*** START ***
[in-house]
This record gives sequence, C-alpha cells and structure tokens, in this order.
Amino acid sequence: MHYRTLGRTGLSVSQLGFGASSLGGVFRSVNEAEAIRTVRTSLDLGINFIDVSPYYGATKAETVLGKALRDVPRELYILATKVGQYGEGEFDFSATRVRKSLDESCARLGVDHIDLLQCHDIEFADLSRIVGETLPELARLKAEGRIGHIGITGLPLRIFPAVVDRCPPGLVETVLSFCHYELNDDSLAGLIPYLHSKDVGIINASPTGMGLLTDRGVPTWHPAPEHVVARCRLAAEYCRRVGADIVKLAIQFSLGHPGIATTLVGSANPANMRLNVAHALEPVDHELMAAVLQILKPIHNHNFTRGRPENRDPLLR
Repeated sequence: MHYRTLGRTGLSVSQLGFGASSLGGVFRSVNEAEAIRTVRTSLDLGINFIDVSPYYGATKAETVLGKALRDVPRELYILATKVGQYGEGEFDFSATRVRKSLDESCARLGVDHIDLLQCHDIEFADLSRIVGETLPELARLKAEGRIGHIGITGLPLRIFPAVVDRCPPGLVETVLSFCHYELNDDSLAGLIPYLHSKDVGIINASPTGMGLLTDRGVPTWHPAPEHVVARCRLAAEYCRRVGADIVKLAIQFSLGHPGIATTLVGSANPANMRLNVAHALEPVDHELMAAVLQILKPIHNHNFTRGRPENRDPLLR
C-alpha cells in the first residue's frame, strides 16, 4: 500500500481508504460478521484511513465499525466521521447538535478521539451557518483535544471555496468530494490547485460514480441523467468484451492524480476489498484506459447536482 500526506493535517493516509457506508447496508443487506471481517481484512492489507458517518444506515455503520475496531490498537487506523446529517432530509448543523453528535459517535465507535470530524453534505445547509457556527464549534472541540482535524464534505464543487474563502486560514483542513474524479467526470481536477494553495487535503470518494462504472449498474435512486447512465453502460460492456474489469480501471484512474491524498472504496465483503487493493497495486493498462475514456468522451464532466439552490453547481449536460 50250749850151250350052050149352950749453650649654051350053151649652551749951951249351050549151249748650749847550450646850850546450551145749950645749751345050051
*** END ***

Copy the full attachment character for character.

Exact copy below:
[in-house]
This record gives sequence, C-alpha cells and structure tokens, in this order.
Amino acid sequence: MHYRTLGRTGLSVSQLGFGASSLGGVFRSVNEAEAIRTVRTSLDLGINFIDVSPYYGATKAETVLGKALRDVPRELYILATKVGQYGEGEFDFSATRVRKSLDESCARLGVDHIDLLQCHDIEFADLSRIVGETLPELARLKAEGRIGHIGITGLPLRIFPAVVDRCPPGLVETVLSFCHYELNDDSLAGLIPYLHSKDVGIINASPTGMGLLTDRGVPTWHPAPEHVVARCRLAAEYCRRVGADIVKLAIQFSLGHPGIATTLVGSANPANMRLNVAHALEPVDHELMAAVLQILKPIHNHNFTRGRPENRDPLLR
Repeated sequence: MHYRTLGRTGLSVSQLGFGASSLGGVFRSVNEAEAIRTVRTSLDLGINFIDVSPYYGATKAETVLGKALRDVPRELYILATKVGQYGEGEFDFSATRVRKSLDESCARLGVDHIDLLQCHDIEFADLSRIVGETLPELARLKAEGRIGHIGITGLPLRIFPAVVDRCPPGLVETVLSFCHYELNDDSLAGLIPYLHSKDVGIINASPTGMGLLTDRGVPTWHPAPEHVVARCRLAAEYCRRVGADIVKLAIQFSLGHPGIATTLVGSANPANMRLNVAHALEPVDHELMAAVLQILKPIHNHNFTRGRPENRDPLLR
C-alpha cells in the first residue's frame, strides 16, 4: 500500500481508504460478521484511513465499525466521521447538535478521539451557518483535544471555496468530494490547485460514480441523467468484451492524480476489498484506459447536482 500526506493535517493516509457506508447496508443487506471481517481484512492489507458517518444506515455503520475496531490498537487506523446529517432530509448543523453528535459517535465507535470530524453534505445547509457556527464549534472541540482535524464534505464543487474563502486560514483542513474524479467526470481536477494553495487535503470518494462504472449498474435512486447512465453502460460492456474489469480501471484512474491524498472504496465483503487493493497495486493498462475514456468522451464532466439552490453547481449536460 50250749850151250350052050149352950749453650649654051350053151649652551749951951249351050549151249748650749847550450646850850546450551145749950645749751345050051